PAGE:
General Defences

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  • Created by: Scragg
  • Created on: 19-05-16 14:42
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  • General Defences
    • Insanity M'Naughten
      • Defect of Reason
        • Clarke "the inability to use the powers of reason, rather than failing to use them"
      • Disease of the Mind
        • Can be temporary, as in Kemp
        • Mental disorders, as in Bratty
        • Epilepsy is sufficient, Sullivan
        • Sleepwalking is sufficient, Burgess
      • So D does not know the nature and quality of his act or what he was doing was wrong
        • Did not know what he was doing
        • he did not appreciate the consequence of his act
        • He did not appreciate the circumstances in which he was acting
    • Automatism Bratty
      • External Factor
        • PTSD, R v T
        • E.g, A Blow to a Head
        • Must not be self induced as in Quick
      • An Involuntary Act
    • Intoxication
      • Voluntary
        • Becoming voluntarily intoxicated is a reckless act within itself, therefore D automatically has the mens rea for basic intent crimes, Dpp v Majewski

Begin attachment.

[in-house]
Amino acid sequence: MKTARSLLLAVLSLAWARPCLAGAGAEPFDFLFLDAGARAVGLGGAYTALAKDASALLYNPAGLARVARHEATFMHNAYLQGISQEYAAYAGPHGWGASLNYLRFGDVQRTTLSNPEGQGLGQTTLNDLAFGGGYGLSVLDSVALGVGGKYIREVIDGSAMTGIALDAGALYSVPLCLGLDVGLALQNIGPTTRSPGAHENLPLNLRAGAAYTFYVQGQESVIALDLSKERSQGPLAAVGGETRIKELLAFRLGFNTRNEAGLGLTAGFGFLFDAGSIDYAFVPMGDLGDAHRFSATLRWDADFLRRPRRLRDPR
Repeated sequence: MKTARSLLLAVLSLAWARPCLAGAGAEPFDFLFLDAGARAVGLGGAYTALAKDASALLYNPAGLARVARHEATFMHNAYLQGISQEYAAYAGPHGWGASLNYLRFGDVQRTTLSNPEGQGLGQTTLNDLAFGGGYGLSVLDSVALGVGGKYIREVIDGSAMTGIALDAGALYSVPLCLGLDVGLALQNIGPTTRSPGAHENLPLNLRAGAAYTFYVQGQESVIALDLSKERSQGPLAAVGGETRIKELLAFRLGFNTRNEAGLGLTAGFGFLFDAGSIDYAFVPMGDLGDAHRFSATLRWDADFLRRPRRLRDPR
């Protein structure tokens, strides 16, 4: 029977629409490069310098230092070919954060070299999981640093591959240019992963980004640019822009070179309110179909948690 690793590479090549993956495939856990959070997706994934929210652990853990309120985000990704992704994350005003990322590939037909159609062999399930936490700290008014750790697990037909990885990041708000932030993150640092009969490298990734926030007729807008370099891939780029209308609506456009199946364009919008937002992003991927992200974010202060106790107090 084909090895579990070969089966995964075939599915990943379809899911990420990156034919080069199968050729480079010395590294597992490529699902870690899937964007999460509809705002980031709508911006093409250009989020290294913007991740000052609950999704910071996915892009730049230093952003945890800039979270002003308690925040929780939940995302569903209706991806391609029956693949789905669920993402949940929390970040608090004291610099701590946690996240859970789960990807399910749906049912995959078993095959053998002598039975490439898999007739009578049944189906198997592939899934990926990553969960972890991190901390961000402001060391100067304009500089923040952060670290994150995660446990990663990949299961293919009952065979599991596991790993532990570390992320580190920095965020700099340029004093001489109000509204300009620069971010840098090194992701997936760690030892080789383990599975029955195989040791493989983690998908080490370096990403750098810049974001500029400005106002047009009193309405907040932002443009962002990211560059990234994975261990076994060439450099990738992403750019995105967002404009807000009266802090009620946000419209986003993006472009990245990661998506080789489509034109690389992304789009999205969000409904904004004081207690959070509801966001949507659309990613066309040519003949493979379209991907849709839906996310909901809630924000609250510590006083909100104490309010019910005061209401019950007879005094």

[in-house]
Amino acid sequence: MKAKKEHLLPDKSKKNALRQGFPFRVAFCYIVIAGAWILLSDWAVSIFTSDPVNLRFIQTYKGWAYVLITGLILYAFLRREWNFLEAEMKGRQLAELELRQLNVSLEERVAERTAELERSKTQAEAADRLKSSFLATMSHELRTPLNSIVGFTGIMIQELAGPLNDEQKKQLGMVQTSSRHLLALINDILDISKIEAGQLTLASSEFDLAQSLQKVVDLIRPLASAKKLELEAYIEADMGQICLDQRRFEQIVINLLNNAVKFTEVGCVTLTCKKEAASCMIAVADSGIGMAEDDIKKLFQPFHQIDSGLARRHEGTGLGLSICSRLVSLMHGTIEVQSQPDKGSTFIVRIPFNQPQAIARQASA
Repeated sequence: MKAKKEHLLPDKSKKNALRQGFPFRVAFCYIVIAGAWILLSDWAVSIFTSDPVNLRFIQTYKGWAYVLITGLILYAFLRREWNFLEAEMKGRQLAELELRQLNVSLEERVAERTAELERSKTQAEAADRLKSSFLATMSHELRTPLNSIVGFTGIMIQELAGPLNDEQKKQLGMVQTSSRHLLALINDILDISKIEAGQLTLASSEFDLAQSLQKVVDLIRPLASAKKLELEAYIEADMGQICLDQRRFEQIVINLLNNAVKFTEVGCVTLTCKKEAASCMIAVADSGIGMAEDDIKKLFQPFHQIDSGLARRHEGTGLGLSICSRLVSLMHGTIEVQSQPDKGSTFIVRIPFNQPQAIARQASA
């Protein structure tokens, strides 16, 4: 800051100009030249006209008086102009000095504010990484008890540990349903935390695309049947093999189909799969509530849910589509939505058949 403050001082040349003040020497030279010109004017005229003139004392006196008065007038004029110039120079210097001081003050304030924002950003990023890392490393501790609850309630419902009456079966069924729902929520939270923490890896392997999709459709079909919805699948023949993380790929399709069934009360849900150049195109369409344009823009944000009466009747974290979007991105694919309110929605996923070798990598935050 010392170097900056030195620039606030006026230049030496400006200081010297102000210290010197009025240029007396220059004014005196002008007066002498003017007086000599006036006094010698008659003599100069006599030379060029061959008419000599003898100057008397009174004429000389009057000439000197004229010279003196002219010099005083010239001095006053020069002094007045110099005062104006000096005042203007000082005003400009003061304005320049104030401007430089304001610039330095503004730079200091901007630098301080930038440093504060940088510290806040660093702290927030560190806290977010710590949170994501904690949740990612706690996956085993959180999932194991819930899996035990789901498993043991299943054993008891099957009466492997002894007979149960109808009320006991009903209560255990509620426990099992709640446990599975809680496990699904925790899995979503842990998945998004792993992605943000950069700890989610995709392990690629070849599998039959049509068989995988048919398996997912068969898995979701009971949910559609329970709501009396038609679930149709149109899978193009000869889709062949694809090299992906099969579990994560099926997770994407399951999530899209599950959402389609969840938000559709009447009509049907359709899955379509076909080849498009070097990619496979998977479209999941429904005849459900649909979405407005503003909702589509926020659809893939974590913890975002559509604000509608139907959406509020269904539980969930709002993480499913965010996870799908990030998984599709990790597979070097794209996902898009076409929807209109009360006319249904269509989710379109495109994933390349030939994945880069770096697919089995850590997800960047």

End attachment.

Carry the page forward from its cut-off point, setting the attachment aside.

• Sheehan and Moore, intoxication is only a defence to specific intent offences
        • Must be so drunk that D can't form the necessary mens rea, as in Lipman
        • Dutch courage is not allowed, Gallagher
      • Involuntary
        • Drunken intent is still intent R v Kingston
        • Non-illicit drugs taken in a non illicit way
        • If you don't know the strength of your drink, it's voluntary intoxication. R v Allen
    • Self Defence
      • Was the force necessary?
        • If V is retreating it's unlikely that the force is necessary, Hussain
        • Judged objectively,  Gladstone v Williams
        • Pre-emptive strikes are sufficient, Bird
      • Was the force reasonable
        • Common sense approach from R v Palmer
    • Consent
      • Sports
        • If played within the rules and regs then there is consent, R v Bradshaw
          • Only when it goes above these is there room for criminal liability, as in R v Barnes
        • R v Bradshaw consider the; level of play, nature of the act, amount of force used, state of mind of D etc,
      • Body modification
        • Regulated by the Tattooing of Minors act 1969
        • Can happen at home, as in Wilson
      • Horseplay
        • The law doesn't concern itself with this providing it didn't go too far, Brown
      • Sex
        • Law intervenes in extreme sexual activities, Brown
        • If the partner does not know D has HIV but D knows they are positive and chooses not to tell V, then they are guilty, Konzani
      • Genuine?
        • Problem relates to understanding rather than age, Burrell v Harmer
        • Consent obtained by fraud is not valid, Tabassum

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